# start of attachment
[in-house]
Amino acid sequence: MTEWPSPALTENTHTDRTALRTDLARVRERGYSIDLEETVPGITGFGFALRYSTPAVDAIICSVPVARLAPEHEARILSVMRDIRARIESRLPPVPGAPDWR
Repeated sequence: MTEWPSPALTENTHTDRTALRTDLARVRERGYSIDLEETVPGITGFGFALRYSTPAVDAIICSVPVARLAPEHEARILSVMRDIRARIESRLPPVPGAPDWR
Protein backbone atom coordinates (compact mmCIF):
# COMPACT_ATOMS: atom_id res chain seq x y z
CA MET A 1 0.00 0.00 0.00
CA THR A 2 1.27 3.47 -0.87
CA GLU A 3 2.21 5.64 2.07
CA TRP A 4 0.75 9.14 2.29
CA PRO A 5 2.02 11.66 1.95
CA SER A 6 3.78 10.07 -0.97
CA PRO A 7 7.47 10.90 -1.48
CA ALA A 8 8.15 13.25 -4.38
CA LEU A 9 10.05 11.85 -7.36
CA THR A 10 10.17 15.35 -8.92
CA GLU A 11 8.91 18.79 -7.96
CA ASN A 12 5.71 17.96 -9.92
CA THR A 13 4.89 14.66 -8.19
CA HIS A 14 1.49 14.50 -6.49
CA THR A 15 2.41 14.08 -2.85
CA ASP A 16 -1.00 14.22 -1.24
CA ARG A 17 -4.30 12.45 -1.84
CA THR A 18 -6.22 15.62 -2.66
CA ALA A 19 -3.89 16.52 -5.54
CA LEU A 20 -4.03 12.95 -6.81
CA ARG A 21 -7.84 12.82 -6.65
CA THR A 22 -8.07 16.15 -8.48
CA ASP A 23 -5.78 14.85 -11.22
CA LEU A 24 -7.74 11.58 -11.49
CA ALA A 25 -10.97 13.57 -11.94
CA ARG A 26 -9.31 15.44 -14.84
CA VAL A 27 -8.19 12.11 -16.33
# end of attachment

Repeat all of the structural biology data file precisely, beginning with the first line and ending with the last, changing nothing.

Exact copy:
[in-house]
Amino acid sequence: MTEWPSPALTENTHTDRTALRTDLARVRERGYSIDLEETVPGITGFGFALRYSTPAVDAIICSVPVARLAPEHEARILSVMRDIRARIESRLPPVPGAPDWR
Repeated sequence: MTEWPSPALTENTHTDRTALRTDLARVRERGYSIDLEETVPGITGFGFALRYSTPAVDAIICSVPVARLAPEHEARILSVMRDIRARIESRLPPVPGAPDWR
Protein backbone atom coordinates (compact mmCIF):
# COMPACT_ATOMS: atom_id res chain seq x y z
CA MET A 1 0.00 0.00 0.00
CA THR A 2 1.27 3.47 -0.87
CA GLU A 3 2.21 5.64 2.07
CA TRP A 4 0.75 9.14 2.29
CA PRO A 5 2.02 11.66 1.95
CA SER A 6 3.78 10.07 -0.97
CA PRO A 7 7.47 10.90 -1.48
CA ALA A 8 8.15 13.25 -4.38
CA LEU A 9 10.05 11.85 -7.36
CA THR A 10 10.17 15.35 -8.92
CA GLU A 11 8.91 18.79 -7.96
CA ASN A 12 5.71 17.96 -9.92
CA THR A 13 4.89 14.66 -8.19
CA HIS A 14 1.49 14.50 -6.49
CA THR A 15 2.41 14.08 -2.85
CA ASP A 16 -1.00 14.22 -1.24
CA ARG A 17 -4.30 12.45 -1.84
CA THR A 18 -6.22 15.62 -2.66
CA ALA A 19 -3.89 16.52 -5.54
CA LEU A 20 -4.03 12.95 -6.81
CA ARG A 21 -7.84 12.82 -6.65
CA THR A 22 -8.07 16.15 -8.48
CA ASP A 23 -5.78 14.85 -11.22
CA LEU A 24 -7.74 11.58 -11.49
CA ALA A 25 -10.97 13.57 -11.94
CA ARG A 26 -9.31 15.44 -14.84
CA VAL A 27 -8.19 12.11 -16.33